Last of Missouri, All of Kansas, Bit of Oklahoma

Day 8 — Monday, September 24

Happy Birthday to my late Mom, who would have been been 88 today.

Now, a wee rant about signage.  Missouri has terrible signage.  We managed to avoid mishaps after leaving Branson, heading back to Rt. 66, but if I had $1 for every false turn across MO, it would pay for a night in a luxury hotel.  Add highway construction to poor signage, you have places that would make a priest pray for help.

That said, I’m loving the Missouri 66 sights.

First stop, headed west on MO 66 was the vintage Sinclair gas station, Gay Parita, in Paris Springs.  The 66 book says that owner Gary Turner is eager to meet you and may talk your leg off, but the station was closed as we passed through.

Red Oak II is a hoot and worth every minute of a 23-mile detour between Paris Springs and Carthage.  The 66 book warns that it won’t be on any road map, and it wasn’t.  With patience and sleuthing, we took a series of country roads off 66 and finally found it.  Red Oak II is a village of homes and buildings, inhabited by a few real people (4-5) and a lot of cardboard cutout people, even a plywood dog.  The village has a general store, diner, filling station, church, school, mock boot hill cemetery with no one under the headstones, blacksmith, sheriff’s office, and more.  Red Oak II is the creation of local artist, Lowell Davis, who has spent 20 years building the village.  He moved original buildings from Red Oak I, which no longer exists, and lives in a house with an attached log cabin with his wife Rose in Red Oak II, and continues to add to the town. We stopped a tall, dashing man to ask a question, and so we met the former Mayor of Carthage, MO who lost his wife three years ago and has poured his heart, soul and wallet into a striking man cave of a modern semi-log cabin home.  He was moving in that day and invited us inside.  Big wow: massive stone fireplace, equally massive chandelier of horns, great vintage furniture, interesting details everywhere, and a chef’s dream kitchen with everything built for his 6′ 3″ frame.  The village is open daily, no charge but donations welcome, and it is a sterling site of Americana.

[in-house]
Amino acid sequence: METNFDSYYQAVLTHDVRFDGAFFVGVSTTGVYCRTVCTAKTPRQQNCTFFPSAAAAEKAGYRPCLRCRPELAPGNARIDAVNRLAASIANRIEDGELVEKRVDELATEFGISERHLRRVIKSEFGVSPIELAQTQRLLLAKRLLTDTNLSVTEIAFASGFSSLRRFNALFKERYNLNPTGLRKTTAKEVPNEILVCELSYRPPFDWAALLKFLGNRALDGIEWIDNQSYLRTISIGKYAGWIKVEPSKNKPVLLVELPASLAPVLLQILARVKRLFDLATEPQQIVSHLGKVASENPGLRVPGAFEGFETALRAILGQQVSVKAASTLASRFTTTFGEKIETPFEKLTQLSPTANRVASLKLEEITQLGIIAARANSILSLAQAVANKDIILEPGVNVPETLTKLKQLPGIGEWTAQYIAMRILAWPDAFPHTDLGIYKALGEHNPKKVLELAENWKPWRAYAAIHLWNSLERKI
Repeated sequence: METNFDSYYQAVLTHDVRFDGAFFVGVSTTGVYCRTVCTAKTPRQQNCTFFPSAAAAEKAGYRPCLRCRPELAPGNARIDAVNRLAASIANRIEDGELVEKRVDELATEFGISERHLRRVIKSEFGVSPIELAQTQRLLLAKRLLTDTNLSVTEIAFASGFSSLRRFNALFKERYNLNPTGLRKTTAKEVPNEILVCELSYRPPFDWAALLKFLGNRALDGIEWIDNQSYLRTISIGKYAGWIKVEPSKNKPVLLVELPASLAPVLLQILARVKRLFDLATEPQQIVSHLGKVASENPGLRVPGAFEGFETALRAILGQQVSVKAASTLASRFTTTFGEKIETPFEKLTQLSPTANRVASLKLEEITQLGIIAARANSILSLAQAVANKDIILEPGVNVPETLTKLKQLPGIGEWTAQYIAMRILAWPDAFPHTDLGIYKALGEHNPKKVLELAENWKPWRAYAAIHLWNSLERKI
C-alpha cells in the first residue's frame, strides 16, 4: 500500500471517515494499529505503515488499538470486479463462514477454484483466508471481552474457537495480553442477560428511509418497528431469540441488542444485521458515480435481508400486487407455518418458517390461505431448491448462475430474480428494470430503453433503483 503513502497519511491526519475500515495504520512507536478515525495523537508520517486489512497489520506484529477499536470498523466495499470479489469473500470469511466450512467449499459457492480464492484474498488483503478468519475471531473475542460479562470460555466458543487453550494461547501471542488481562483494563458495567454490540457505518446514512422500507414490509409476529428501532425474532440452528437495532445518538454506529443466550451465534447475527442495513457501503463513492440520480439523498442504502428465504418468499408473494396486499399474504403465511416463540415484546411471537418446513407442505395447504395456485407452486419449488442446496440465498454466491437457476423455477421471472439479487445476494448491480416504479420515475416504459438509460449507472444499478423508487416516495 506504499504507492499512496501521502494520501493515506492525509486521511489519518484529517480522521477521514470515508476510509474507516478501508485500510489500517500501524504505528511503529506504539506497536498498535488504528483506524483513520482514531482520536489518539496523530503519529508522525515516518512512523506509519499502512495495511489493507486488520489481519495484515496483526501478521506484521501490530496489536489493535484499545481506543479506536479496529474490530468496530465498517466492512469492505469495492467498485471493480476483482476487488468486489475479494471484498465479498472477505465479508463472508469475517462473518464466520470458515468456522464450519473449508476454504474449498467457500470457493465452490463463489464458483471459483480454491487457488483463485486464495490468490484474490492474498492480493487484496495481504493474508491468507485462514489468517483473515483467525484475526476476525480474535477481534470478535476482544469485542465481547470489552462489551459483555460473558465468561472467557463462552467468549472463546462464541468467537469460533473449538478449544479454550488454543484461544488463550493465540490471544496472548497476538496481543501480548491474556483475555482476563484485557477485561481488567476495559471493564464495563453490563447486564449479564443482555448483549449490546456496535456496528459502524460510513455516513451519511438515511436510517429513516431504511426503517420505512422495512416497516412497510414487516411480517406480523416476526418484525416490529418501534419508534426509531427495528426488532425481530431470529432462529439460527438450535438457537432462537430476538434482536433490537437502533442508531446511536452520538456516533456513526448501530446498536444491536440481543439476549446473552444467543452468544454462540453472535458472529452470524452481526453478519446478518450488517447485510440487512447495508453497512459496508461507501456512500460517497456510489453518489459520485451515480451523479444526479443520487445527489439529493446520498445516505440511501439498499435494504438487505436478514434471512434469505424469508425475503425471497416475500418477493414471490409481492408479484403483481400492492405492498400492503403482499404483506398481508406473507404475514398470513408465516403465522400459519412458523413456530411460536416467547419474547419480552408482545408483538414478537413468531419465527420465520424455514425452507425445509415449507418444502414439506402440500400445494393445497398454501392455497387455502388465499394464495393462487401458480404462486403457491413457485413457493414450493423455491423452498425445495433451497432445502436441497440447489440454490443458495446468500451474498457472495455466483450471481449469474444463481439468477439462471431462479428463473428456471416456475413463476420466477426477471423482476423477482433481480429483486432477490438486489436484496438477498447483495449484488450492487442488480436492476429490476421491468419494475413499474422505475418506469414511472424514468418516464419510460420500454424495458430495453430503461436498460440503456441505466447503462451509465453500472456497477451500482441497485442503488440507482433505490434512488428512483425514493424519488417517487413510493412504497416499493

In Carthage, we snapped a photo of the Boots Motel, a small hotel with covered carports for each room, doubtful that today’s SUVs and trucks would fit.  Although Clark Gable once stayed there, now it sits silent waiting for a new owner.


Kansas has only 13.2 miles of  Rt. 66, but those miles are full of great places.

The Motor Mouth lady started our day in Galena.  Melba the Mouth is one of the 4 Women On The Route shop which serves as a welcome center, pit stop, gift shop and snack bar.  The morning we stopped in, a group of 8 Czechoslovakian bicyclists had just rolled up.  Melba talked and sign-languaged to us and the Czechs that she is one of 4 ladies who opened the shop in 2006; the 4 women are Melba, sister Renee, Judy and the late Betty Jean Courtney.  She told us about how the rusty tow truck out front made them famous.  Seems Disney came into town, spotted the tow car, and spent an hour talking to Melba while five white limos sat in the parking lot.  The tow truck became Tow Mater from the first “Cars” movie.  Galena town folks insisted that Melba and partners get rid of the eyesore tow.  Melba got rid of it.  Then she got a call from Drew Knowles, Rt. 66 champion and author of “66 Adventure Handbook”.  Knowles told Melba to get the tow mater back asap because “it’s money, honey.”  Melba got it back, parked it proudly, and now everyone in Galena loves the eyesore.  Melba can talk faster than any single person I’ve ever met, including auctioneers.  Letterman or Leno should invite her.

A few miles away in Riverton is the former Eisler Brothers Store, circa 1925, recently purchased and renamed the Nelson General Store.  Forrest Nelson, 90, welcomed us.  His late brother-in-law and wife owned the store for many years.  His son took over “only 30 years” ago.   Luscious hanging baskets and pots of flowers run along the store’s parking lot.  What used to be the front porch is now an overhang with complimentary coffee and chairs for 66ers and visitors.  Inside: shelves packed with old wares, an ancient Coke tub, and equally ancient soda fountain that sports a sign ‘no diet, sorry’.  It’s a current-day mini-mart with a deli counter that serves homemade soup, sandwiches and desserts, and the best 66 gift shop we’ve seen to date.  The store serves as the de facto Kansas Route 66 Association.  Some 66 Christmas lights called my name and I had to buy them, thinking they will find a place in our guest bedroom or guest bath.  The Czech cyclists were resting with water bottles on the porch as we left, and a tour bus of UK tourists left lots of money in the store’s antique register.

A bit outside West Mineral, we found Big Brutus, the second largest power shovel ever built, 16 stories high.  One scoop could fill three ra

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